A few words brought him to the truth of the Word made flesh, and he was freed. Luther discovered that God is in the pit with us—not abandoning us to writhe there alone, but through Jesus’ brokenness on the cross, sin is the very place God meets us to save us, to bring us out of isolation and make us whole through a relationship with Jesus.

"If you continue in my word, you are truly my disciples; and you will know the truth, and the truth will make you free."

When Jesus says, “continue in my word” he invites us to continue in him, to abide in a relationship with him as the Logos, as the Word made flesh. Jesus wants us to continue in a relationship with him in all circumstances of our life—the good, the bad, the ugly, the joyful, the confusing, the ecstatic, the isolating, the loving, the exuberant!

We abide in him by dwelling in the words he spoke in Scripture and by speaking them to each other, reminding us that this Jesus is with us in all things and that abiding in Christ is what truly reforms our individual lives, and our life together in community!

So, continue to abide in Jesus—both his constant presence as the Word made flesh, and his words in Scripture—talk with him about how to balance and use the time, talent and treasure God has given you—abide with Jesus and ask him about how he desires you to share his love in your daily life or use your skill or talent to help Spirits Come Alive at St. Luke’s.

There’s no one right answer, but there is a truth that Jesus has for you—and whatever that is, and wherever that conversation leads you is also good for our community.

Continuing to abide in our relationship with Jesus, both in his constant presence, as the Word made flesh, and in his words about being faithful stewards has led us to establish the Mission Endowment Fund and we install the officers today and receive Chris Sherrod officially into membership after 20 years of being here—so you never know how abiding in Christ will reform your life!

"If you continue in my word, you are truly my disciples; and you will know the truth, and the truth will make you free."

Jesus welcomes us to continue in a relationship with him—to abide in him, the Word made flesh—and in his words for us, trusting God’s gift of unmerited grace and love—the truth that frees us for wholeness and community and life in Christ. That’s our on-going Reformation.


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Sólo Uno Volvió: Only One Turned Back

Solo Uno Volvio Only One Turned BackMessage developed together with Pr. Dan Anderson-Little using a poem by Magdalena Garcia for Pentecost 18 on Luke 17:11-19 given on October 13, 2019 at St. Luke's Lutheran Church in Richardson, Texas

We are so familiar with Jesus’ healing of the ten lepers and the one who returned to give thanks, we need a creative way to hear this anew. My husband, Dan has a colleague who wrote a poem in Spanish about this passage and I will us the English translation and offer a reflection after each stanza of the poem as a way to enter this text differently. The poem is called, “Sólo uno volvió” / “Only one turned back”

Sólo uno volvió

Only one turned back
and praised God for the healing action
instead of remaining silent
or going indifferently on his way.

Only one turned back…why only one? When Jesus heals you, don’t you want to praise God and thank Jesus for your new life?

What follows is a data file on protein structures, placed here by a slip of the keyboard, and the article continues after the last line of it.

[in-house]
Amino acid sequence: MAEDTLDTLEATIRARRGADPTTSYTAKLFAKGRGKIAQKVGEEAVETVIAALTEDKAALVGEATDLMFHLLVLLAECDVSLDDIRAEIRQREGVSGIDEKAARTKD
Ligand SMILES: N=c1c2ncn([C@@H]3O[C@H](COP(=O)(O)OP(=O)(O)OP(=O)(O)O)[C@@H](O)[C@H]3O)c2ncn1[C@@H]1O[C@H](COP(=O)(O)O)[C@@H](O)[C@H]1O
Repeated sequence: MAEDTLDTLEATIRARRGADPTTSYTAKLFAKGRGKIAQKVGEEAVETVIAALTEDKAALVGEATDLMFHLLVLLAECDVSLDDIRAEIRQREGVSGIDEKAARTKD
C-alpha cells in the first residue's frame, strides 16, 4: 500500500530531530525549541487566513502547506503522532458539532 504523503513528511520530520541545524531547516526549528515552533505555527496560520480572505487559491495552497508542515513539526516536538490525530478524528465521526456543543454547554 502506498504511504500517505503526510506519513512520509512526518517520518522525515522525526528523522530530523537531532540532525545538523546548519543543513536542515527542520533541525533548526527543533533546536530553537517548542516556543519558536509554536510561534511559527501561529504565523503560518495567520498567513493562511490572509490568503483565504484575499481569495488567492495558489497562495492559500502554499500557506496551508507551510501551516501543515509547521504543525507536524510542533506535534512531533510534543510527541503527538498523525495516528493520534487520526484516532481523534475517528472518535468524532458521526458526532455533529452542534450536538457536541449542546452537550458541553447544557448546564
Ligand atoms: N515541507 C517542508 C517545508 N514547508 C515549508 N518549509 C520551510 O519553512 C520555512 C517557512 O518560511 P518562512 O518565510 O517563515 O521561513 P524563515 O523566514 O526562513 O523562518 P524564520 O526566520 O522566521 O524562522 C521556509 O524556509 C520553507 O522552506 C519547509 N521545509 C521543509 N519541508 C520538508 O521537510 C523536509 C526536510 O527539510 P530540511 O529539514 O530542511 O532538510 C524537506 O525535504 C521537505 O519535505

But sometimes we don’t turn back. If we live with a specific hurt or an enduring pain or a debilitating disease; if we lived in the shadows because of who we are, or what has happened to us, or because we have become accustomed to guilt or shame, or because of our race or ethnicity or culture, we learn to live in fear. That is certainly true for the lepers. It was a disease that not only disfigured the body but isolated the soul—it kept one from participating in family, community, and society. After a while, you learn to sit on the sidelines, to remain silent, to swallow your pain.

But the one who turned back recognized a new chance at life in all its fullness. He let a sliver of joy begin to replace his fear. He felt joy because he could embrace his family and eat with his friends. And so he turned back, he raised his voice, refusing to be silent, refusing to be sidelined, and he praised God.

Sólo uno volvió

Only one turned back
and thanked Jesus for his intervention
instead of taking the credit
or attributing the deed to someone else.

Only one turned back…why only one? When Jesus heals you, you know it was him who did it, don’t you, blessed by God, anointed with God’s power?

But sometimes we don’t give thanks for healing—because when we give thanks, it makes us vulnerable as we put ourselves in another person’s debt. Thanking another means admitting we are dependent on them, that we can’t live life by ourselves, we can’t make it alone, and on our own terms. And we must let go of control. That was certainly true for the lepers. Their disease had robbed them of all control—they always lived at the mercy of others. Finally, now that was gone, they could determine their own lives, they could set their own course. They did not thank Jesus because that would mean giving control back to someone else—they were made new and they were not going back—they were not even looking back at the one who made it all possible.

But the one who turned back knew that his life was forever connected to Jesus. For him, it wasn’t giving up control, but it was finally having a partner, a power, a God, who would bear his burdens and share all of life with him. With Jesus he had a relationship that saw and knew all of him, that made all of him possible, all of him okay, all of him welcome.